Canada 1867
....Third Book of Reading Lessons, McPhail, 1867, by


BEFORE the discovery of gold at Vancouver's Island, when the only European residents were confined within the quadrangle of a wooden fort, or, more properly speaking, a stockade, I was on one occasion very nearly perishing in the woods of that beautiful island. The abundance of game of all sorts, and my own love of adventure, tempted me to set out alone, hereby hoping to have a better chance of securing a deer than if ac- companied by a comrade. I started for a small stream running into Esquimalt harbor, where the Indians had informed me the animals came at daybreak to drink. I soon found myself following a trail, which I believed led to the desired spot: of this, however, I gradually became doubtful, as the ground began to rise, and the trail grew less distinct as I advanced. The grand trunks of pine trees, towering far above the rest of the forest, and the thick dark foliage they supported, im- pressed my mind with that indescribable feeling of awe which we experience in the broad silent desert or the perfect calm at sea. I had seen no traces of deer, and the only sounds which had met my ear were the sharp tapping of the large woodpecker and the flapping wings of the pigeons. The stems of the trees were blackened by the action of fire, and in many places some giant trunk, felled by the wintry gales, lay across my path. I toiled onward, but without finding the stream for which I was in search. The sun was high in the heavens, and all chance of reaching the drink- ing place of the deer in time to meet them was at an end.

After taking a biscuit from my pocket and a sip from my flask, I turned to retrace my steps; but in this I was even less successful, for the trail I had fol- lowed appeared to be growing less distinct, and branched off in several directions. Hearing a rustling sound in the underwood, I stood quite still; and presently, to my delight, I detected the head of a deer, about two hundred paces in front of me. I raised my gun and fired, when the animal gave a bound, and, as I fancied, fell.

Without thinking of the trail, I ran forward until I reached the exact spot at which the creature was when I pulled the trigger, but he was nowhere to be seen; upon the leaves, however, there were traces of blood, which I followed, hoping soon to come up with the wounded buck. The difficulty of tracing the blood upon the ground became greater, and at length I was compelled to stop and again try to find my way back. After many fruitless attempts, I was forced to give up, and sit quietly down to think as to my wisest course. The usual expedients by which the Indians regain the lost trail were at that time unknown to me, and having no compass, or any knowledge of the trend of the coast line, I was uncertain in which direction to proceed. I had no watch, and was therefore compelled to guess the hour, by which means alone I could determine my posi- tion by the sun, as it was impossible to obtain a sight of the sun's disk. My scanty stock of biscuit was ex- hausted, and the difficulty of struggling through the scrub had wearied me, so that I fancied it would be wiser to remain where I was until I could determine my course by the sunset: then I knew that by travel- ling westward I must reach the coast. A wolf came near me while seated upon a fallen tree, but I failed to obtain a shot at him, and soon heard his unpleasant howl far away in the forest.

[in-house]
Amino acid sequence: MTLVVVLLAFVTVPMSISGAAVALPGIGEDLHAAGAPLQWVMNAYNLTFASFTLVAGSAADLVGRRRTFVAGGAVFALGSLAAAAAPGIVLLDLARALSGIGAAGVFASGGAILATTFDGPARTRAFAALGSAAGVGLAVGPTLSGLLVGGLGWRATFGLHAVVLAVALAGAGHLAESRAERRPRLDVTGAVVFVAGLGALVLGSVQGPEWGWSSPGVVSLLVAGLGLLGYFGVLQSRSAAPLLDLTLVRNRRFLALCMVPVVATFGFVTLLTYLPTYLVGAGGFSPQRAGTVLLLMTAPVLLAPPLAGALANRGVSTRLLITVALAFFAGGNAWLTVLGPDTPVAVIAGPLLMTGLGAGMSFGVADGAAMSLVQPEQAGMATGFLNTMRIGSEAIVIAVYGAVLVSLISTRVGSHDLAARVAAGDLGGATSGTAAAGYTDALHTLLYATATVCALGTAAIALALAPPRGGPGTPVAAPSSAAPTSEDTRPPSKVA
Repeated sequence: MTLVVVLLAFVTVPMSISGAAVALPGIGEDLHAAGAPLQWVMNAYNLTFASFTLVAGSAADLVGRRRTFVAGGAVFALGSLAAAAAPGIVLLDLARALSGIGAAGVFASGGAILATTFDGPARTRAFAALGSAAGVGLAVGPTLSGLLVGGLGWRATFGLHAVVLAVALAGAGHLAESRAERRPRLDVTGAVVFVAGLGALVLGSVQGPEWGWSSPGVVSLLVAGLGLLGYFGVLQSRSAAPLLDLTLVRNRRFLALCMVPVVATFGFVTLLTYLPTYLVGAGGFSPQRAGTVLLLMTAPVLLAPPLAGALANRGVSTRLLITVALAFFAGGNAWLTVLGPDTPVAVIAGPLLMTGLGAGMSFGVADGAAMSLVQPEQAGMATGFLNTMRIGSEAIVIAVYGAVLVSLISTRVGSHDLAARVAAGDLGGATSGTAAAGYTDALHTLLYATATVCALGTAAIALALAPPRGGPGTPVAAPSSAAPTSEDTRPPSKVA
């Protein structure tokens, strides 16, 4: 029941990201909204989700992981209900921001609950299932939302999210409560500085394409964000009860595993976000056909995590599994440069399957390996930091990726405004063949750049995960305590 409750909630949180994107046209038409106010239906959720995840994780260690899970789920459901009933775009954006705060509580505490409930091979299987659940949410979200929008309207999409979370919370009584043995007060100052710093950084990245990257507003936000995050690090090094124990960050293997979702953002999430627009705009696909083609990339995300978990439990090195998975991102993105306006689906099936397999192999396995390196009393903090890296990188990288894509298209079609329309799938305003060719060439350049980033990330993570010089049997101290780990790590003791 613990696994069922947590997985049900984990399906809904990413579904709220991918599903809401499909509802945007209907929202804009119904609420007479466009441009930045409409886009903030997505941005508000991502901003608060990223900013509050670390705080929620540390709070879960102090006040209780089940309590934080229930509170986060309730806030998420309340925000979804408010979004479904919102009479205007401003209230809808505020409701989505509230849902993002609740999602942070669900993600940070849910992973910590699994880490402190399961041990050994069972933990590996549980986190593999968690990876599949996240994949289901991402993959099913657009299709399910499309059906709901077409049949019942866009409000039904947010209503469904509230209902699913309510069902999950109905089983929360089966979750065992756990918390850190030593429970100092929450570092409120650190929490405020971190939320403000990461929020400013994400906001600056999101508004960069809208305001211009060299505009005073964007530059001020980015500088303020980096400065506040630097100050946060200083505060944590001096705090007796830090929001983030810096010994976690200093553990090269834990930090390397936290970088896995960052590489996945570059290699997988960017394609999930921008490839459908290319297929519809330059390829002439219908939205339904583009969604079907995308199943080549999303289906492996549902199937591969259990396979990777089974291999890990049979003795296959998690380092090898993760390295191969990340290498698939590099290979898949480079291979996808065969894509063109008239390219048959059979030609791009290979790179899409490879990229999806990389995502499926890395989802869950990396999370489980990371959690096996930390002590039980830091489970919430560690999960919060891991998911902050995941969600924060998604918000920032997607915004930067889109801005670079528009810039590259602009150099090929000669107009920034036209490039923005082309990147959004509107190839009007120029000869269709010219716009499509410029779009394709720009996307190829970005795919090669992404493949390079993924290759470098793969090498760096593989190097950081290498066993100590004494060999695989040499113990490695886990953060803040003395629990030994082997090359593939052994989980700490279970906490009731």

As soon as the twilight commenced, I began to think the night would prove the most uncomfortable part of my adventure; so, to relieve the gloom, I kindled a fire, and collected all the drywood I could lay my hand on, previously choosing a bare spot of open ground, where there could be no fear of the forest taking fire. Sleep was out of the question, for as soon as darkness set in, I could hear the various predacious animals busy in the distance, and occasionally the light would fall upon the shining eyeballs of a wolf or bear, several of which were bold enough to approach so near that I could see their forms distinctly. One gaunt old wolf drew so close to me that I could see the glistening of his ugly fangs, and perceive that his skin hung loosely upon his bones. Several times this brute endeavored to summon courage to face the flames, but a burning piece of wood thrown at him sent him howling back into the gloom. Nothing daunted, he returned to the attack whenever the flames died away, until I put an end to his intrusion by sending a ball through his chest.

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